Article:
Page:Dictionary of National Biography volume 11.djvu/315

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Coleridge
Coleridge
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on his own Times, p. xci). In the ' Biographia Literaria' he speaks of the 'rapid and unusual increase' of the circulation of the paper, and intimates that he wasted the 'prime and manhood of his intellect' upon these labours. In the 'Table Talk' he is reported as saying that he raised the sale of the ' Morning Post ' to seven thousand copies. We need not doubt Coleridge's sincerity, but cannot accept the accuracy of his impressions. Stuart states that Coleridge was, as might be expected, a most irregular contributor, who was paralysed by compulsion ; that his contributions were almost confined to a few months in the beginning of 1800, and a few articles in 1802 ; and that the paper reached its highest circulation of 4,500 in 1803, in the August of which year he parted with the property. The two poems and the article on Pitt were clearly very successful, and some of the other articles show (as Mr. Traill, a most competent judge, points out) remarkable aptitude for j ournalism. But Coleridge's attempt to contribute regularly lasted only for the six or seven months from Christmas 1799 ; the circulation of the paper increased before and after that period, and the few contributions afterwards sent by Coleridge were of no importance. A man living at Keswick could not be an effective London journalist. There can be no doubt that Coleridge's estimate of the value of his writings was, though sincere, one of his customary illusions ; and there must have been some misconception as to Stuart's offer of a share in the paper (compare Stuart's statement in the Gent. Mag. with the feeble reply of Sara Coleridge in Essays on his own Times, xc-xciii, and Biog. Lit. ii. 391-403).

Coleridge removed with his family to Greta Hall, Keswick, in July 1800. He shared the house (or two houses under one roof), which was not quite completed, with his landlord, Mr. Jackson. Southey occupied the other part from 1803, and after Jackson's death in 1809 the whole (see Memoirs of Sara Coleridge, p. 12, and letter to Purkis in Braitdl, p. 285, for a description). At Keswick, Coleridge wrote the second part of ' Christabel ' in 1800. Here, too, on 4 April 1802, was written the 'Ode to Dejection,' almost his last poem of importance, expressing the deepest regret for the decay of his imaginative powers, and saying that he can only distract himself by abstruse metaphysical research. The poetic impulse, already flagging, almost expired with this period.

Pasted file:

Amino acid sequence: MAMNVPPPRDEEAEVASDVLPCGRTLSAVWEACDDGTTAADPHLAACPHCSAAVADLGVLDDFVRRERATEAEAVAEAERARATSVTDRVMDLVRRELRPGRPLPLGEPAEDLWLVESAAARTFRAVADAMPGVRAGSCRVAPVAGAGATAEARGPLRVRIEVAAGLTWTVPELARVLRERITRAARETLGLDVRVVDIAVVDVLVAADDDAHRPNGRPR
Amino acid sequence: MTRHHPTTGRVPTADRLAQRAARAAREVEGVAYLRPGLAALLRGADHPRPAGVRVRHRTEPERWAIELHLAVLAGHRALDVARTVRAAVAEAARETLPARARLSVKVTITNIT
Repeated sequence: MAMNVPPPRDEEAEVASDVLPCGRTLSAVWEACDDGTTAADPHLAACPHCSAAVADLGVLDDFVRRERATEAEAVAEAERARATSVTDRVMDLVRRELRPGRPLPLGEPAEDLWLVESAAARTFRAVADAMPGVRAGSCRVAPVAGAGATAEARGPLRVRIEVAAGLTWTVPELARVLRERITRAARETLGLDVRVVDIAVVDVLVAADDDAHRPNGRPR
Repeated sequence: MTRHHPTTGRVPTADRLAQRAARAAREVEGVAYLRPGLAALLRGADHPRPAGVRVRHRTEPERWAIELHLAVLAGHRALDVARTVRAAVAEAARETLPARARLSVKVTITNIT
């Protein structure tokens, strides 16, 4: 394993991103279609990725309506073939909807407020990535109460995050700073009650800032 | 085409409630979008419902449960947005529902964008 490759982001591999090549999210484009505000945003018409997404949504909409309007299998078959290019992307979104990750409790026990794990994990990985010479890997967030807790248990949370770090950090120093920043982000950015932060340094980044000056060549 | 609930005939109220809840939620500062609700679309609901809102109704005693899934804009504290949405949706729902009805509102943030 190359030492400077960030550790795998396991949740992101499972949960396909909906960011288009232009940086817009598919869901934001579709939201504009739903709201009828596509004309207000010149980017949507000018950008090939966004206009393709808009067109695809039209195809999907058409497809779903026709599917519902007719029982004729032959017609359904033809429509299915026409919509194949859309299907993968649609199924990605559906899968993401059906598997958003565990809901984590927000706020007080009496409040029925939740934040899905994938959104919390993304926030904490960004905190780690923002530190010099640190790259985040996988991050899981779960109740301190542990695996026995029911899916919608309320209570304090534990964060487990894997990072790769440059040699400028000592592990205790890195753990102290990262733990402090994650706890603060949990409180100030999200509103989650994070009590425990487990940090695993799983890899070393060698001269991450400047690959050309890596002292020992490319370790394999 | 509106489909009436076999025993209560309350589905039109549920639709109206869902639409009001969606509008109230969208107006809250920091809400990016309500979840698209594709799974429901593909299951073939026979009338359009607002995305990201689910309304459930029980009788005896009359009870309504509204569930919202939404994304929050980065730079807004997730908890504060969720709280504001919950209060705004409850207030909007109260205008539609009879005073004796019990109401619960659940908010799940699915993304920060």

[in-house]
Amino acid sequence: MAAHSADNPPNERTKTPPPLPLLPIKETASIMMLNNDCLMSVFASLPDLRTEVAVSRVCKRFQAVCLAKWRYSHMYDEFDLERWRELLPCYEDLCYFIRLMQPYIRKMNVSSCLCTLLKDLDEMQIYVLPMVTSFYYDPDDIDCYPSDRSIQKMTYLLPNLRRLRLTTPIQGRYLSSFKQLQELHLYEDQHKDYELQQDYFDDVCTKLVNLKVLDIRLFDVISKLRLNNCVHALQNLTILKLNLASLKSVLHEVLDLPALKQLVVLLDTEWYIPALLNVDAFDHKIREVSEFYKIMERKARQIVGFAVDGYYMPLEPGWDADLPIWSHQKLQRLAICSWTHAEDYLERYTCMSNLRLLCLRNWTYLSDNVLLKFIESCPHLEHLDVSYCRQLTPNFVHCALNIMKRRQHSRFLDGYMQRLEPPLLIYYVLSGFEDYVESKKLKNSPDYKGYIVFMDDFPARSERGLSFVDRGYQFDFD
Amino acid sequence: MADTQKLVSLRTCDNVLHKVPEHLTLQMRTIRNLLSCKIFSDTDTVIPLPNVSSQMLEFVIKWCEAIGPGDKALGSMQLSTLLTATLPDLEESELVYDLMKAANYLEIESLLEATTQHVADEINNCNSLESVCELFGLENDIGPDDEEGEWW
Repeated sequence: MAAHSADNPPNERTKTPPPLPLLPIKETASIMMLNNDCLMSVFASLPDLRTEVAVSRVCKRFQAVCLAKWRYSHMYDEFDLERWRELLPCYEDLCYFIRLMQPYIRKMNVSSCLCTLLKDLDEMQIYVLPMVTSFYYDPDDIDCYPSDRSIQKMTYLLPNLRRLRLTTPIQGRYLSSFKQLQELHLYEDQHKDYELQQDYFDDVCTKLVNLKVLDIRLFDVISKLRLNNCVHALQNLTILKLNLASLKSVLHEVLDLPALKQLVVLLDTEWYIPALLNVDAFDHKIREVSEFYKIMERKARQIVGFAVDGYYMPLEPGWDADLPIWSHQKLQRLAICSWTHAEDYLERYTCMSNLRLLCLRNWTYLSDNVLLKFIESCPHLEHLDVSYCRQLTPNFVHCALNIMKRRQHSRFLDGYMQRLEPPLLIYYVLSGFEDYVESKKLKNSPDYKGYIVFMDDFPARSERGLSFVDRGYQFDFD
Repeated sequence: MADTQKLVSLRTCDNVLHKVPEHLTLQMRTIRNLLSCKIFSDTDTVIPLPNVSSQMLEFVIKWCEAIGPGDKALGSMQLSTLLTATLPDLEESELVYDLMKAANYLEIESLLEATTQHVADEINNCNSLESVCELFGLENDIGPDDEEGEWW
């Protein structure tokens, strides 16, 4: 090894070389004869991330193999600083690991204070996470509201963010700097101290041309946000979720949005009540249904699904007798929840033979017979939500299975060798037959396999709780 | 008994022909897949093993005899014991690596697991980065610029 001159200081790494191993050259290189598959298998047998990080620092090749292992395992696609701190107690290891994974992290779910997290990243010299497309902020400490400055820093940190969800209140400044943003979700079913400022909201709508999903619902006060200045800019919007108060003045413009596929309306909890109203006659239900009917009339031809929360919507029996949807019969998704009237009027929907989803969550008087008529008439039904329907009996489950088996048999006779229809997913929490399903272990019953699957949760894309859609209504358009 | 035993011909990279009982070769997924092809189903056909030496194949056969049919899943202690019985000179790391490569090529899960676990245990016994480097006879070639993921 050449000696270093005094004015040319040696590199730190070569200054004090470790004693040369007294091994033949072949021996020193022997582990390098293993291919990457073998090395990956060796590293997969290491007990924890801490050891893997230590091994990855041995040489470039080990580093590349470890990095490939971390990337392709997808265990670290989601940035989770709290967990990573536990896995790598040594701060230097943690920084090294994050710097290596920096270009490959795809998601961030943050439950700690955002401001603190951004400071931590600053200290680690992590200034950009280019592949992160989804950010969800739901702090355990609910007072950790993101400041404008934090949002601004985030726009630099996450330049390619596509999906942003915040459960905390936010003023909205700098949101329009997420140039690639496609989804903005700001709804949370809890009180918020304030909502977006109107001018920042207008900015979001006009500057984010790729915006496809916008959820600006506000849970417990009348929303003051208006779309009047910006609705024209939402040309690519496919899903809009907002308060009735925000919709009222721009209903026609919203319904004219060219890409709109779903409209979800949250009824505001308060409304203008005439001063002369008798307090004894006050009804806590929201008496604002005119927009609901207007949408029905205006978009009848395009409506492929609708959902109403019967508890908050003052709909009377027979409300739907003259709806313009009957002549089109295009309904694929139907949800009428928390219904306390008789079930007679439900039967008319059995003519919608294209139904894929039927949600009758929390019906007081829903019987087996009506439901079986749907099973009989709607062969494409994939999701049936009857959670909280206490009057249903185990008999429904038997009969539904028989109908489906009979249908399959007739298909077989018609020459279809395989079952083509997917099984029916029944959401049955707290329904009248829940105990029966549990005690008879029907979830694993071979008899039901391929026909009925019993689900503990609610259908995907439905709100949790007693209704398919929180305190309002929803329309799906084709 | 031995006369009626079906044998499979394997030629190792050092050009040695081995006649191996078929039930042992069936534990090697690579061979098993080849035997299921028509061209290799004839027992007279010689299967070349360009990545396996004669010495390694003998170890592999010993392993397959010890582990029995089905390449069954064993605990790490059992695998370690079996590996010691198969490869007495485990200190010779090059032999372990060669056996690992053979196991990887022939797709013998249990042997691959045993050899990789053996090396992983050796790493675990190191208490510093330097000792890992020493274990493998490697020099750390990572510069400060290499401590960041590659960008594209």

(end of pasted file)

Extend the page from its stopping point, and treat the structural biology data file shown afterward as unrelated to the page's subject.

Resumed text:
His health, injured by his follies and bad food at school, had never been strong. Complaints of depression, due partly to his precarious prospects, but also to ill-health, are found even in his Stowey letters (Cottle, Reminiscences, 102, 164) ; they become increasingly frequent, and at Keswick are continuous. Rheumatism and neuralgic pains in the head tormented him. He had resort to a disastrous means of cure. On 5 Nov. 1796 he tells Poole that he has relieved his sufferings by laudanum (Biog. Lit. 1847, ii. 379). On 17 Dec. following he told Thelwall that a painful nervous affection had made 'the frequent use of laudanum absolutely necessary.' 'Kubla Khan' was written in 1797 under the influence of an ' anodyne.' In January 1800 he incidentally mentions the ' pleasureable sensations of a dose of opium ' (Cottle, p. 430). The habit, according to his own statements, became fixed about 1803. In 1826 he attributes this to his relief from a violent attack of rheumatism by the ' Kendal black drop ' (apparently at Keswick), and he speaks of some stanzas written twenty-three years before (i.e. in 1803), ' soon after my eyes had been opened to the true nature of the habit ' (Gillman, p. 246, &c.) He constantly expressed the bitterest compunction for his enslavement. In 1808 he says that he has reduced his dose to one-sixth, but that a total abandonment would cost his life (Estlin Letters, p. 103; and see Cottle, Reminiscences, pp. 367, 380, 430). He solemnly protested that the habit was due to the dread of physical agony, not to ' any craving after pleasurable sensations.' ' My sole sensuality was not to be in pain ' (note of 23 Dec. 1804 in Gillman, p. 246). The cruel levity with which De Quincey asserts the contrary (Works, ii. 94, xi. 109) can only be attributed to his annoyance at passages published by Gillman (pp. 248, 250). Coleridge there charges De Quincey with seducing others into opium-eating, and prays for him with unction. De Quincey was naturally stung by this ; but it is impossible to disregard Coleridge's passionate and obviously sincere statement of facts only knowable by himself, or to doubt that the chain was forged under severe suffering (see Allsop, i. 76). He gradually became so habituated to the drug that in 1814 he had long been in the habit of taking two quarts of laudanum a week, and had once taken a quart in twenty-four hours (Cottle, Early Recollections, ii. 169). He had recourse to the usual devices of such persons for evading the vigilance of his friends. His statements about himself became utterly untrustworthy. The effect upon his intellectual activity must be a matter of speculation. De Quincey holds that it 'killed him as a poet,' but stimulated him as a philosopher (xi. 106-7), though it doubtless weakened whatever powers of systematic application he possessed. From the first Cole-